Before the presidential elections in 2004 and 2008, Reason.com asked its staff, regular contributors, and other people important to the libertarian universe of ideas, to say for whom they're voting and to answer a few questions related to November's big contests.
With the 2012 contest now just a couple of weeks away, we're happy to publish our third "Who's Getting Your Vote?" survey, along with some questions about other important races around the country and whether the United States is becoming more or less free. Nobody's required to participate, but we do this exercise in a spirit of transparency and openness that generally goes missing at other media organizations around election time. Journalists claim all sorts of moral and legal privileges for themselves (typically as a corrective to the supposedly rotten wages the profession offers), but the idea that readers shouldn't know for whom political commentators pull the lever is self-evidently ridiculous.
The previous installments expressed a lot of discontent with major-party candidates and a willingness on the part of some participants to "punish" the Republican Party by voting for the Democrats John Kerry and Barack Obama. I understood the sentiment but couldn't endorse it. After all, those of us who weren't Republicans would also be punished by Democratic victories. Where's the justice in that?
As Matt Welch and I note in The Declaration of Independents: How Libertarian Politics Can Fix What's Wrong with America, the broadly defined libertarian vote (folks interested in reducing the size, spending, and scope of government) has tended to vote for Republican candidates, ostensibly because of the GOP's limited-government rhetoric. Depending on the definition, the libertarian vote comprises 10 percent to 20 percent of the overall electorate, far more than enough to determine any national election. According to analyses by David Boaz (who participates below), FreedomWorks' David Kirby, and Reason's polling director Emily Ekins, upwards of seven out of 10 libertarian-leaning voters go Republican in presidential races. Major exceptions came in 2004 and 2008, when higher-than-average numbers of libertarians were willing to throw in with John Kerry and Barack Obama (many participants in our 2008 presidential survey said they were voting for Obama). By the 2010 midterm elections, that flirtation with Dems seemed to be over and the Reason-Rupe Poll released this September found that 70 percent of libertarian-minded voters said they plan to vote for Romney. The same poll found that the Libertarian Party candidate, former New Mexico Gov. Gary Johnson, could pull as much as 6 percent of the final vote.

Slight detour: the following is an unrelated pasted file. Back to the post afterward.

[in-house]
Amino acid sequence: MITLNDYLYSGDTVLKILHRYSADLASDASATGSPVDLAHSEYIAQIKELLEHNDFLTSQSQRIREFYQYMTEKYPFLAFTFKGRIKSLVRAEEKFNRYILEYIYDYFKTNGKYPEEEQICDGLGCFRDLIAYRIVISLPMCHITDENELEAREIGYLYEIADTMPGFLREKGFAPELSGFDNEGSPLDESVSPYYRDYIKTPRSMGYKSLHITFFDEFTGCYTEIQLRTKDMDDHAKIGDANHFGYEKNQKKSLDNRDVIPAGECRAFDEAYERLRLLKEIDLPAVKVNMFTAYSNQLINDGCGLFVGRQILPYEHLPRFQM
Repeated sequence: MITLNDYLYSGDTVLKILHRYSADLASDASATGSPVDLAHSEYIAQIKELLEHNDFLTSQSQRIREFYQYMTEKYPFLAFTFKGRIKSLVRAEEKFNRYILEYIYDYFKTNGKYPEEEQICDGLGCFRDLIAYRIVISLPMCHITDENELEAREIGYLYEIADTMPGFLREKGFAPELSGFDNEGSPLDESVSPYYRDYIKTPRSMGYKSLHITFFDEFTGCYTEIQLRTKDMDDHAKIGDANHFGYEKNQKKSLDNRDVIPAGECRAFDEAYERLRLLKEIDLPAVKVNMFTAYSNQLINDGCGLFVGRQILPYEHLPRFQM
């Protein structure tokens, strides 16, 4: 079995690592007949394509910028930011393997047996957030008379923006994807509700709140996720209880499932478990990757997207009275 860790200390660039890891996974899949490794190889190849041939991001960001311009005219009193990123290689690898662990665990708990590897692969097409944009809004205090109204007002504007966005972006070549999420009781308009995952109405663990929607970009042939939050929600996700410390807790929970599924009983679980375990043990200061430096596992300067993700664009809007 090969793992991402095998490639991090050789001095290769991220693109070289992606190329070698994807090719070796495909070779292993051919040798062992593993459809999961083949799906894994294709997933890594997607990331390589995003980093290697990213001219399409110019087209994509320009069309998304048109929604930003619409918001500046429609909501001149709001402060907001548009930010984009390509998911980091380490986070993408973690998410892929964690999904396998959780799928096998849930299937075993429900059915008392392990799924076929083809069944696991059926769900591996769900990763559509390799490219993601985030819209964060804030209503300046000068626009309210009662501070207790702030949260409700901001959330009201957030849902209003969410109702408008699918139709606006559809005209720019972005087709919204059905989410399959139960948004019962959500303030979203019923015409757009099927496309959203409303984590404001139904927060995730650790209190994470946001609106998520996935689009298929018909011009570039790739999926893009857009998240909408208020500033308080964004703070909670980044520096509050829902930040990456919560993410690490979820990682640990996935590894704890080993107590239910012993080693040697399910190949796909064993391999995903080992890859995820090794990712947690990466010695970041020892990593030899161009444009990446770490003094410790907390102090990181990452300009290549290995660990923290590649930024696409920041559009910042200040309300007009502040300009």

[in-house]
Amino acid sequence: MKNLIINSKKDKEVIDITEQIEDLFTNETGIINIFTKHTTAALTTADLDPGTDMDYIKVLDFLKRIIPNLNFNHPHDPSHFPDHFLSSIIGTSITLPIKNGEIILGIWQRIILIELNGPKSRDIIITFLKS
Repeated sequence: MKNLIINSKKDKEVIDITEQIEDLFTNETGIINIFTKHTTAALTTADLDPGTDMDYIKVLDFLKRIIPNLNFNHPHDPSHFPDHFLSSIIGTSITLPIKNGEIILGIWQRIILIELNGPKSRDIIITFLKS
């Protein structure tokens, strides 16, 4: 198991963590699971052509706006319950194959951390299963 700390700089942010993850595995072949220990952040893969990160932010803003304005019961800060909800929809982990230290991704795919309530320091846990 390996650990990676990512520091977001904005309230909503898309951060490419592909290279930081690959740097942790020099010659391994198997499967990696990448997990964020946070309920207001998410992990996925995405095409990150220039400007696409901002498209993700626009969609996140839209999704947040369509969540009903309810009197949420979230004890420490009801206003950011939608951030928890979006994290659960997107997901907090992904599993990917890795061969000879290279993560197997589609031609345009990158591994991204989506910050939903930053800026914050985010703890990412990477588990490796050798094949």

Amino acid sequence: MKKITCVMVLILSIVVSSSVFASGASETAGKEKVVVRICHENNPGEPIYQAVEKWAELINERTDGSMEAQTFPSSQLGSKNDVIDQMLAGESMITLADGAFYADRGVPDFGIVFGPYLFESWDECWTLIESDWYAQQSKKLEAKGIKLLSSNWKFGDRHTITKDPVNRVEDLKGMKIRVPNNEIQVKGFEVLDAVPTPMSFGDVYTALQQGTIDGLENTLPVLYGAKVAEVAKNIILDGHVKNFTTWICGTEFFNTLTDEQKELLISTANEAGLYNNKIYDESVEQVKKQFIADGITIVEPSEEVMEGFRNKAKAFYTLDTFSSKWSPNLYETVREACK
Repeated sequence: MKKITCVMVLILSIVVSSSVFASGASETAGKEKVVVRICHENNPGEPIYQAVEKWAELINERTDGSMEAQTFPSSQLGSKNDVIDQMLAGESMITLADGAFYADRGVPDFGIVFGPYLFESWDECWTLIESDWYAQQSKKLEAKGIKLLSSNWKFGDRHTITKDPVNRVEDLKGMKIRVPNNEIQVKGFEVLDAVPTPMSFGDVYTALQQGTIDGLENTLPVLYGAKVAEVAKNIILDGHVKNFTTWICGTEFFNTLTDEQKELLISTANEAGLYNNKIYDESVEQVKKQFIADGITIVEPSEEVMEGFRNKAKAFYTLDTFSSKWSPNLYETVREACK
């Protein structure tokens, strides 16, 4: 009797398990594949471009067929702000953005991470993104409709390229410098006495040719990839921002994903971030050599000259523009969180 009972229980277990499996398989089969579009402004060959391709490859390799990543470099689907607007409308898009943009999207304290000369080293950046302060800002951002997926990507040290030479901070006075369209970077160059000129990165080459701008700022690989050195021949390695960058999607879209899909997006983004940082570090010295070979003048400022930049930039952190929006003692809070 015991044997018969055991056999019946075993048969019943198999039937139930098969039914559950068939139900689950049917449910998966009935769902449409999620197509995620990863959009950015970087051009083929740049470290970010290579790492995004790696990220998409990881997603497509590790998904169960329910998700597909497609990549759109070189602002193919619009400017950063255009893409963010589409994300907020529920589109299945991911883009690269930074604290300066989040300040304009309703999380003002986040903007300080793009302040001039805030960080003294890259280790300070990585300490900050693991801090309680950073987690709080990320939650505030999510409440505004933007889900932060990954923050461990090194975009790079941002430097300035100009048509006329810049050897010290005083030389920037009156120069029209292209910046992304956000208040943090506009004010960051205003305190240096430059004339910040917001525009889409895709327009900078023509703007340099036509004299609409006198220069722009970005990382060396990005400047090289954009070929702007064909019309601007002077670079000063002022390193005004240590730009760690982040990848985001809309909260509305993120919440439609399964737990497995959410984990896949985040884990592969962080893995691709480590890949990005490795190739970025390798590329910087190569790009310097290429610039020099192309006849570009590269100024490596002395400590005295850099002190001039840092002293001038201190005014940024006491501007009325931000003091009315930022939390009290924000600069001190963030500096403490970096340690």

Johnson is certainly the clear favorite in our 2012 "Who's Getting Your Vote" survey. Few of the contributors below have kind words for either President Obama or Gov. Romney, but many are stoked by state-level intiatives seeking to legalize the production, sale, and use of marijuana; to recognize gay marriage; and to otherwise limit the power of the state. Contributors were also generally optimistic that Reason's vision of "Free Minds and Free Markets" was either still gaining ground or at least holding its own against constant attempts to limit both.
Nothing in what follows should be construed as an official endorsement for any candidate or cause. Reason.com is published by a 501(c)3 nonprofit and doesn't endorse particular candidates or specific pieces of legislation. We do hope that you'll find what follows provocative and informative.
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1. Which presidential candidate are you voting for and why? Gary Johnson, because I agree with him more than any other past or present presidential candidate I can think of.
2a. Between Barack Obama and Mitt Romney, who do you think would be worse regarding economic freedom, including things such as industrial policy, free trade, regulation, and taxes? Obama would be worse, though I think Romney would also be terrible.
2b. Between Barack Obama and Mitt Romney, who do you think would be worse regarding social freedom issues such as gay marriage, free speech, school choice, and reproductive rights? Mitt, though Barack is no friend to freedom of any kind.
2c. Between Barack Obama and Mitt Romney, who do you think would be worse regarding foreign policy, military interventions, and the global war on terror (including domestic restrictions on civil liberties)? They'd both be equally disastrous.
3. Who did you vote for in 2000, 2004, and 2008? Harry Browne, John Kerry (whom I despised, but I really wanted to see Bush get fired), and Bob Barr (the worst Lib candidate ever, but still much preferable to McCain or Obama).
4. Apart from the presidency, what do you think is the most important race or ballot initiative being decided this fall? It looks like my home state of Washington may legalize marijuana. It'll be both fantastic and very interesting to see what happens if that does indeed happen.